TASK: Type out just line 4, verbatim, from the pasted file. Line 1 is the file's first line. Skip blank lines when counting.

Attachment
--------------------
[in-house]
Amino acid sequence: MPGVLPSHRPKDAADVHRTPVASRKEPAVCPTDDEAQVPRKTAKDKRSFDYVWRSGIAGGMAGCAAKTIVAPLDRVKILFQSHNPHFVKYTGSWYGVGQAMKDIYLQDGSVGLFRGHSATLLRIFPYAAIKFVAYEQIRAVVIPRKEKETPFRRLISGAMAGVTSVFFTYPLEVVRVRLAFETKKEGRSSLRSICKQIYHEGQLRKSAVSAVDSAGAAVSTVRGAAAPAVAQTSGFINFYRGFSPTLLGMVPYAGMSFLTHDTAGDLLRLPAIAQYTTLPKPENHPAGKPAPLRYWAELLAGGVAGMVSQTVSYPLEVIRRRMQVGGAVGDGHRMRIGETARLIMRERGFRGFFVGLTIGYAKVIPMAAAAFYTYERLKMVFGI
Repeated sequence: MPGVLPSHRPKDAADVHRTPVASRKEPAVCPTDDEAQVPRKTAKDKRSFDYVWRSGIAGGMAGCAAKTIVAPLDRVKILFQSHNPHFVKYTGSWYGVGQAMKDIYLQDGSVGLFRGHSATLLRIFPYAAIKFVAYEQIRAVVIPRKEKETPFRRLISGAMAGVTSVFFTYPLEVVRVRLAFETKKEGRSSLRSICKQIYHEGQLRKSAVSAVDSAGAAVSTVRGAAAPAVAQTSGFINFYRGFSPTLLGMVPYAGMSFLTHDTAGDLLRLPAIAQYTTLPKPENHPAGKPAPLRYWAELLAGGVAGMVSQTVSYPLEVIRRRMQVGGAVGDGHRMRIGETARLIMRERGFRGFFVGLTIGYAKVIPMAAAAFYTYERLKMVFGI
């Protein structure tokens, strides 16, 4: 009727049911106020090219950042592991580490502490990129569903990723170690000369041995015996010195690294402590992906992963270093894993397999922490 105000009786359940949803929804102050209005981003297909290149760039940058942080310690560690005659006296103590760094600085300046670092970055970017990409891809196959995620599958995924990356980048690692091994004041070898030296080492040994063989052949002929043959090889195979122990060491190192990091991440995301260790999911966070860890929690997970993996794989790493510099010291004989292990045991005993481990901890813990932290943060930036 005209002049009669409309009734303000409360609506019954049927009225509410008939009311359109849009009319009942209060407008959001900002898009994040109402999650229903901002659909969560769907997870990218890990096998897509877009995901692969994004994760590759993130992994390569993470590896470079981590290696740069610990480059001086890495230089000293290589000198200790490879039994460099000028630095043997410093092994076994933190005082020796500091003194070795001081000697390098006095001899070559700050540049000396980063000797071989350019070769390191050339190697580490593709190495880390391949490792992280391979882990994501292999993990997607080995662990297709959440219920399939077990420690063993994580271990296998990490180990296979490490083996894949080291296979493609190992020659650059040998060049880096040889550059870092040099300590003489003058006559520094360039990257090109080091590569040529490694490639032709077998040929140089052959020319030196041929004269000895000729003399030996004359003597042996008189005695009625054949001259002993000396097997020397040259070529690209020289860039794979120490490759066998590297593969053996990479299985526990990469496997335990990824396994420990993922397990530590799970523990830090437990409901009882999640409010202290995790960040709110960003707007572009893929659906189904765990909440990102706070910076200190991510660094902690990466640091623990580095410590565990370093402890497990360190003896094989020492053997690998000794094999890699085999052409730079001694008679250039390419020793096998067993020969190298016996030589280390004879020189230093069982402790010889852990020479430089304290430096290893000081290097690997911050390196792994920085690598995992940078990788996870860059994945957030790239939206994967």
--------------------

């Protein structure tokens, strides 16, 4: 009727049911106020090219950042592991580490502490990129569903990723170690000369041995015996010195690294402590992906992963270093894993397999922490 105000009786359940949803929804102050209005981003297909290149760039940058942080310690560690005659006296103590760094600085300046670092970055970017990409891809196959995620599958995924990356980048690692091994004041070898030296080492040994063989052949002929043959090889195979122990060491190192990091991440995301260790999911966070860890929690997970993996794989790493510099010291004989292990045991005993481990901890813990932290943060930036 005209002049009669409309009734303000409360609506019954049927009225509410008939009311359109849009009319009942209060407008959001900002898009994040109402999650229903901002659909969560769907997870990218890990096998897509877009995901692969994004994760590759993130992994390569993470590896470079981590290696740069610990480059001086890495230089000293290589000198200790490879039994460099000028630095043997410093092994076994933190005082020796500091003194070795001081000697390098006095001899070559700050540049000396980063000797071989350019070769390191050339190697580490593709190495880390391949490792992280391979882990994501292999993990997607080995662990297709959440219920399939077990420690063993994580271990296998990490180990296979490490083996894949080291296979493609190992020659650059040998060049880096040889550059870092040099300590003489003058006559520094360039990257090109080091590569040529490694490639032709077998040929140089052959020319030196041929004269000895000729003399030996004359003597042996008189005695009625054949001259002993000396097997020397040259070529690209020289860039794979120490490759066998590297593969053996990479299985526990990469496997335990990824396994420990993922397990530590799970523990830090437990409901009882999640409010202290995790960040709110960003707007572009893929659906189904765990909440990102706070910076200190991510660094902690990466640091623990580095410590565990370093402890497990360190003896094989020492053997690998000794094999890699085999052409730079001694008679250039390419020793096998067993020969190298016996030589280390004879020189230093069982402790010889852990020479430089304290430096290893000081290097690997911050390196792994920085690598995992940078990788996870860059994945957030790239939206994967």